Science creates the dialect used in terminology and obviously have the power to change or alter the definition as they see fit whenever they want to.
Right. This is an indispensable feature of scientific discourse. A lot of explanation in science has to deal with things and ideas that are being explained for the first time, and to discuss new things and ideas coherently, you must either invent new words, or use existing words in "specialized" ways. (A common strategy in biology is to use various kinds of abbreviations for phrasal expressions.)
An equally indispensable feature of this kind of usage is that the person who is doing the explaining always provides the specific definition for the specialized terms that are needed in a given discussion; you'll always see statements near the beginning of an article, lecture or book chapter like: "In what follows, I use the term ... to mean..."; "For purposes of this discussion, we introduce the term ... to mean..."; and similar expressions.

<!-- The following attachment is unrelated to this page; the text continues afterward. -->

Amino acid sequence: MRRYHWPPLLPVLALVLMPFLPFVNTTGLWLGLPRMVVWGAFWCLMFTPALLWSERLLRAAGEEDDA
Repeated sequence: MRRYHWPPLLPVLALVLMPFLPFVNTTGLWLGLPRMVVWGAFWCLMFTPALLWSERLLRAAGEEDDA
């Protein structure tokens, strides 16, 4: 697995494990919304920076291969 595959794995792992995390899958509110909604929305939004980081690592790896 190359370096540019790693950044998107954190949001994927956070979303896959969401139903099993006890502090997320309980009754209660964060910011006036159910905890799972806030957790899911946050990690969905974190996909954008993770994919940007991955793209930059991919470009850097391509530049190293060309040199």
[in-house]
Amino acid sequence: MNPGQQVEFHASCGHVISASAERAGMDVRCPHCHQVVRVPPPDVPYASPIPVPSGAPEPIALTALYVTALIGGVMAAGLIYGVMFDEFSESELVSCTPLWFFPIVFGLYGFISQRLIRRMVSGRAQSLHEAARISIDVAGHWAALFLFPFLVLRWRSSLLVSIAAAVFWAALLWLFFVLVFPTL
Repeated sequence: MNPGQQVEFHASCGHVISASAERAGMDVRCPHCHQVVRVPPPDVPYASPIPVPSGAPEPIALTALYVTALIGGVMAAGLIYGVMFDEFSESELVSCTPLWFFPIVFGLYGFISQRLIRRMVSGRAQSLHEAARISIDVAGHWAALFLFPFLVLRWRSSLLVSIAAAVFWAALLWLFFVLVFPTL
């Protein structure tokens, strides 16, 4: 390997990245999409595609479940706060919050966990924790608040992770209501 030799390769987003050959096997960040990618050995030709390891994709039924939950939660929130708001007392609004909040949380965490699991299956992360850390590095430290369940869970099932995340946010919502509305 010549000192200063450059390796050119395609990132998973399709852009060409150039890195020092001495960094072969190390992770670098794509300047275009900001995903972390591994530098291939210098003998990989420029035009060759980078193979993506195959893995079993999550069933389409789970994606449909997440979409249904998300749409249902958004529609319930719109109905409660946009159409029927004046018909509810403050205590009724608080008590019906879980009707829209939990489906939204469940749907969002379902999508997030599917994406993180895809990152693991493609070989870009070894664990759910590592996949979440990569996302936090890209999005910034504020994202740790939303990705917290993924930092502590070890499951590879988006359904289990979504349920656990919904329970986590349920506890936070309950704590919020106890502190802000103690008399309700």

When it's done correctly, the specialized terms are always defined with reference to objective observables, or to unambiguous logical distinctions, so that the audience (readers or listeners) can reasonably confirm that they correctly understand the intended meaning of the writer/speaker, and these kinds of "ad hoc" meaning/usage are strictly adhered to throughout the discussion. (When it's not done correctly, peer review can be counted on to spot the errors, and will not fail to expose them.)
autotelicadj. (of an entity or event) having within itself the purpose of its existence or happening.